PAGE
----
What role did Mayor Lea play in the arrest of Pancho Villa's wife?
While Lea was Mayor, Pancho Villa's wife, Luz Corral Villa, and Villa's brother Hipólito, were arrested for "gun-running." Throughout his term, Mayor Lea was noted for upholding the law for everyone in El Paso -- which Villa and his followers violated numerous times. That was the case in this instance, and Villa's arrest had nothing to do with Mayor Lea hating lower-class Mexicans." However, in retaliation, Villa issued a public notice in Mexico offering $1,000 in gold for Mayor Lea, dead or alive., He also sent a threat to kidnap his sons. Throughout this entire difficult period, Mayor Lea continued to place a high value on law and order. He attempted to maintain that order in El Paso – all while contending with the chaos just across the border.
Why did Mayor Lea wear silk underwear?
An interesting question, and one that has no relevance to any matters of significance. But it does have a legitimate answer: Mayor Lea's choice to wear silk underwear was to protect himself from viral infection due to typhus. His rationale was based on sound advice derived from scientific research since disease experts found that lice preferred fabrics other than silk. In fact, visitors to Mexico during the 1910's typhus outbreak were advised to wear silk underclothes to avoid infection.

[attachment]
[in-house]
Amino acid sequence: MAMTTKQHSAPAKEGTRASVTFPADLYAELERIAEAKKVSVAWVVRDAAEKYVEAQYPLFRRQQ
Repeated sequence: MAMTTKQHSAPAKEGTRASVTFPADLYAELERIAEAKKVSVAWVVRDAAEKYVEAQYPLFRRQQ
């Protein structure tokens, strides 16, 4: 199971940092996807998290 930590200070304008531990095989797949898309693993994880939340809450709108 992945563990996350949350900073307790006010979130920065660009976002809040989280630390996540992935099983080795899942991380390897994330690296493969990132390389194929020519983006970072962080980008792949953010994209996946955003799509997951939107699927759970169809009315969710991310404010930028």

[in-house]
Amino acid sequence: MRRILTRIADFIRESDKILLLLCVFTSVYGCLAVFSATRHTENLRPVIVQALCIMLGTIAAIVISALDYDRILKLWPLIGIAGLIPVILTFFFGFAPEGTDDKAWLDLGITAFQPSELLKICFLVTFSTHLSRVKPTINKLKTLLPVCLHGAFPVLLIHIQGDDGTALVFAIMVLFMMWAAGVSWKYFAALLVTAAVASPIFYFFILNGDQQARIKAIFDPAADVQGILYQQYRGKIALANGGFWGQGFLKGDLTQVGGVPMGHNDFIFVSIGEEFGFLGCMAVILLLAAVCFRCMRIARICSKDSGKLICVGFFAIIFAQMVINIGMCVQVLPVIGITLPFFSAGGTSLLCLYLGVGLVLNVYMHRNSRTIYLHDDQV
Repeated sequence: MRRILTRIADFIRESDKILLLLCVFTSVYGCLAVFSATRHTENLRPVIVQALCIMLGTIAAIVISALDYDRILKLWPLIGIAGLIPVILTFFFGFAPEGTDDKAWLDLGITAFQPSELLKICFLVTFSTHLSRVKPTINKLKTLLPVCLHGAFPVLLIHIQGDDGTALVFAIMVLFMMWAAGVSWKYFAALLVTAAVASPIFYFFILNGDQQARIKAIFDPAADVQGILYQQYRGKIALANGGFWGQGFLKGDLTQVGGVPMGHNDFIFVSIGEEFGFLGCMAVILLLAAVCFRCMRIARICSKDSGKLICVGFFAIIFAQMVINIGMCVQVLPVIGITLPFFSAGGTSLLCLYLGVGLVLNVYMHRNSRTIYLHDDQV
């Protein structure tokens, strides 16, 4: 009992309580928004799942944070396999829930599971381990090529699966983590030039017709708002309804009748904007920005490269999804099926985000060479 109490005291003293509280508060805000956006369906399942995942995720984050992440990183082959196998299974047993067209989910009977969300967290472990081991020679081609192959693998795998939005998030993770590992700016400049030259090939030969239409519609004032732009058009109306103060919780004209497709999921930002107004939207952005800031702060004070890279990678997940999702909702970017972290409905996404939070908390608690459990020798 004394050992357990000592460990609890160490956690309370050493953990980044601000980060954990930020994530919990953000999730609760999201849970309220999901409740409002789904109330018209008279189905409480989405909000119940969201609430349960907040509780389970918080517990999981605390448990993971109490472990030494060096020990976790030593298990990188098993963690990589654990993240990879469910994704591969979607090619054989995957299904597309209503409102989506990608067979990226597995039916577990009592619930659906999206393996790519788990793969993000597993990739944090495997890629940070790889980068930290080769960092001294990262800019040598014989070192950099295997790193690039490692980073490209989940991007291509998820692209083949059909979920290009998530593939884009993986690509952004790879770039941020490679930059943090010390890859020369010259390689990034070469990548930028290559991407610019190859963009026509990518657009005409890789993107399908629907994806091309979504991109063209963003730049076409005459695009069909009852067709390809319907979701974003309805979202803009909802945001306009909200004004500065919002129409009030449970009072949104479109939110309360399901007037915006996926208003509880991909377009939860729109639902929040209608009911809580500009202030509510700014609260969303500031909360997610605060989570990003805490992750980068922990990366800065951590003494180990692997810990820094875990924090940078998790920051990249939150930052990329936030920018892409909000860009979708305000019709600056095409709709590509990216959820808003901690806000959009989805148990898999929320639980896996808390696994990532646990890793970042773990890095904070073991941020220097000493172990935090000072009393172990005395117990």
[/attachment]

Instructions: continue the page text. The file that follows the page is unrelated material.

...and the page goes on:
This disease was widespread in the region and took the life of Mayor Lea's first health commissioner.
Was Mayor Tom Lea II a Member of the Ku Klux Klan (KKK) in the early 1920s?
Tom Lea II did join the KKK, after he served as Mayor of the City of El Paso. The KKK of the 1920s was not just a hate group but also a means of political and civic action, and during this time recruited over 3,000 members. As is detailed in Professor Shawn Lay's book, the group was seized upon as a reform vehicle to challenge the political Ring that had dominated El Paso for so long.
However, once they had attended a Klan meeting and realized what the group was really about, many members, including Lea, left. In the important mayoral election of 1923, it was Lea or one of his political allies who said “Good men got into that organization, but they soon left.” Lea played a prominent role in attacking the Klan and helping secure the election of the anti-Klan candidate Dick Dudley. Mayor Lea was especially affected by the racist rhetoric focusing on Catholics and Mexicans. Lea fought against the KKK activities and publicly denounced the KKK in El Paso, and even participated in dismantling race riots.